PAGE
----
Home > Blog > Why Have We Stopped Upgrading Our Phones

Why have we stopped upgrading our phones?

Lucie Spraggs's picture

How many people do you know with the latest iPhone? The latest Samsung or Huawei?

Not many? Well, that’s not surprising, if recent phone sales are anything to go by.

Are we still buying smartphones

Despite a dazzling array of new devices on display at the recent Mobile World Congress in Barcelona: phones that fold, phones with buttons, phones with enormous batteries, expensive phones, budget phones, 5G-ready phones… they aren't exactly flying off the shelves.

Marina Koytcheva thinks the smartphone market is ultimately stabilising after a frenzied few years but predicts that 2019 is going to be "a difficult year".

"Yearly sales of 2 billion mobile phones seemed so close just a few years ago, but might become a distant dream for the industry," she wrote in a report on declining sales.

"Our new five-year outlook is for 1.9 billion units on an annual basis until 2023."

This has certainly proved correct so far, with Samsung's overall operating profits being down by 60% year-on-year for the first quarter of 2019 and Apple’s iPhone sales falling since the launch of their last handsets.


One big barrier to buying the latest flagship models is the price, do you really need to speed thousands on a new phone (or as much as double that on a contract!)?

People are now asking themselves what they’re ACTUALLY doing with the phone, as most modern flagships are built with INSANE specs that most people seldom take advantage of.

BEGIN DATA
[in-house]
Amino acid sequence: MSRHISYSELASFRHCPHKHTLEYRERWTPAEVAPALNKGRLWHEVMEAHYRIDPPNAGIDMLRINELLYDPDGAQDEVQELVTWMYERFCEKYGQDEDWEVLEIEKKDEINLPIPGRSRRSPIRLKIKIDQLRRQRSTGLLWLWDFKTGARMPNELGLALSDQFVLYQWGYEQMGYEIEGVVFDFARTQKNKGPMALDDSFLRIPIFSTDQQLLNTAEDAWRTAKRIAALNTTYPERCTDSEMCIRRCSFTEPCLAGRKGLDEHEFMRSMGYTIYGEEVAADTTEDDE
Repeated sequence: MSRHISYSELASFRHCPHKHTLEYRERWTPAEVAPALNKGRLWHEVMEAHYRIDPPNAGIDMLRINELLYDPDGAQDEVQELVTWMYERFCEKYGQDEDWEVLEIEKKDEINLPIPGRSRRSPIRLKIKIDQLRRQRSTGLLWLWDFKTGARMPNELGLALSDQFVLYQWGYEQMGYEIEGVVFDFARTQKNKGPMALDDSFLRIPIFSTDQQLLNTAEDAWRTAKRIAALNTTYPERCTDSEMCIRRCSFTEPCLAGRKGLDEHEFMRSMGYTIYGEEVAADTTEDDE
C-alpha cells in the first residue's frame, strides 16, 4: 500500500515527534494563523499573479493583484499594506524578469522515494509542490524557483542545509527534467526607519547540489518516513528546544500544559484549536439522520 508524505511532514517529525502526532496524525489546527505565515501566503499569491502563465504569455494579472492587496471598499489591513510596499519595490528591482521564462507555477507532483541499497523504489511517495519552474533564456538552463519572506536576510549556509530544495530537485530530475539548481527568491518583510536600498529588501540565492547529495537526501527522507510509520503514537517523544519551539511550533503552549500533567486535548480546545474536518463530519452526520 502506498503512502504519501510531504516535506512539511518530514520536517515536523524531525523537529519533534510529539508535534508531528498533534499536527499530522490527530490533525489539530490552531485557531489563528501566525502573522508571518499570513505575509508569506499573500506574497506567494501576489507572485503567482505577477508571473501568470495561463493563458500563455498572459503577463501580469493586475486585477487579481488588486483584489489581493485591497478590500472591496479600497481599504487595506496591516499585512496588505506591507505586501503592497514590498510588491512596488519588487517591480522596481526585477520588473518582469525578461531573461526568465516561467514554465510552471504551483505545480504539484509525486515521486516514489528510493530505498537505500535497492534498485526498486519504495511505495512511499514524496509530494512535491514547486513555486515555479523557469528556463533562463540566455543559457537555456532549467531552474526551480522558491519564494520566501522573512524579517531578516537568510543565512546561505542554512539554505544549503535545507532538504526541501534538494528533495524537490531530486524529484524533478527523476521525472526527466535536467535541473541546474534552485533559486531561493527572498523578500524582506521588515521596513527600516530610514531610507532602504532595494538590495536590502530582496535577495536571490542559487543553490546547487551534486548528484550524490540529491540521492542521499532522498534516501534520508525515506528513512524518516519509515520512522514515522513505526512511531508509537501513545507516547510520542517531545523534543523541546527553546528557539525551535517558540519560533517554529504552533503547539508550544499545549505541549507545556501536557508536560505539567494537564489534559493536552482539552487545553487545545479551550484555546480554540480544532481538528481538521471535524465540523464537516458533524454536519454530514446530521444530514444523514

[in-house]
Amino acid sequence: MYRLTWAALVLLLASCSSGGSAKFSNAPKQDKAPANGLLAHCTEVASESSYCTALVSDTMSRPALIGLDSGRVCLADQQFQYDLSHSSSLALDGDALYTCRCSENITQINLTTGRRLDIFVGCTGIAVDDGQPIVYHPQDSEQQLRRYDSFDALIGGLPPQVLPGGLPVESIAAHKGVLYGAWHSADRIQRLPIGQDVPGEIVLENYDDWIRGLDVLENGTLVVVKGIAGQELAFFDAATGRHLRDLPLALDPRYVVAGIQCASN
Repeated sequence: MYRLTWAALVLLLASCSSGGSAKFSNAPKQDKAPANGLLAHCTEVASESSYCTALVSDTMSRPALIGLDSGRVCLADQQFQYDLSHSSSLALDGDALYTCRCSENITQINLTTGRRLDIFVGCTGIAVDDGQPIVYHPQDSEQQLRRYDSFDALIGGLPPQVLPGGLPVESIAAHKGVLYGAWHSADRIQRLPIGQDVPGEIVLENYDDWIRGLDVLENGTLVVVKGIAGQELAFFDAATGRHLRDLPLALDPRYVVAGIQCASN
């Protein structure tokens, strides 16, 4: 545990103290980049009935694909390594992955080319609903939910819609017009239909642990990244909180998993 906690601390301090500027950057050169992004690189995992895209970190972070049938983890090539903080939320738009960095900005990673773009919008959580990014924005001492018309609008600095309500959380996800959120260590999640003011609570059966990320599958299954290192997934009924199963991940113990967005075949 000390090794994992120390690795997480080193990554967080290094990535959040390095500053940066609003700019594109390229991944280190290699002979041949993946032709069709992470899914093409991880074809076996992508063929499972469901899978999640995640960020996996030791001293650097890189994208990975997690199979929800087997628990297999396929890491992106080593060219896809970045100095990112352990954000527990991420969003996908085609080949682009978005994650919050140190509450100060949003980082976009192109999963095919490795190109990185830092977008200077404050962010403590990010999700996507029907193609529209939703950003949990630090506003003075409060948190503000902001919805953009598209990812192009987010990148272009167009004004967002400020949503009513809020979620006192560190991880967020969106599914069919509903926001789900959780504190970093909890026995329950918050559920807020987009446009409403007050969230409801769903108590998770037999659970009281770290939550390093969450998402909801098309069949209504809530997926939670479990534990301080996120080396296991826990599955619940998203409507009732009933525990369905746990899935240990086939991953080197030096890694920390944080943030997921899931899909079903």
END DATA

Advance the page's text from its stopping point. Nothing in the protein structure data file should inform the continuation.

You could save hundreds by opting for a cheaper model, or an older model, for instance, and still get everything done that you need to.

If you’re literally just using it for calls, texts, email and some web browsing, do yourself a favour and get an older model – the Galaxy S9+ rather than the Galaxy S10+ (saving £150), for instance, or the iPhone 8 over the iPhone XS (saving £400).

Where’s the innovation?

The last half decade of smartphones has produced a lot of very similar devices with small incremental improvements. Critics of the phone industry argue that despite the prices of handsets increasing dramatically, innovation has stalled. Each new handset might have a slightly better camera, slightly faster processors than the last, but for the average consumer, one black rectangle is pretty much being replaced by another.

Samsung and Huawei seem to be the first to challenge this ‘innovation drought’ with announcements of folding screens. But, until then, are we struggling to see the point of upgrading?

Phones not the right fit?

The traditionally male-dominated tech sector has been accused of ignoring at least 50% of its target market - women - in not acknowledging that women's hands and trouser pockets are generally smaller than men's while flooding the market with ever larger devices.

Are we waiting for 5G?

5G smartphones are going to be taking over in 2019, with many of the biggest names in the business already confirming 5G-ready handsets such as the Samsung Galaxy S10, Huawei P30, and OnePlus 7 are scheduled for launch next year.

However, unless we purchase 5G-ready devices, we’ll get left behind in the new 5G world.

Phone ‘break-ups’

Another factor that could be hurting smartphone sales is the growing sense of unease among many smartphone owners about the amount of time we're spending on our devices.

Last year, France introduced strict rules around the use of smartphones in schools, banning them for all pupils under the age of 15.

Apple, Google and Facebook also released tools that show you the extent of your screen time - a move which was greeted with amused horror, and some criticism.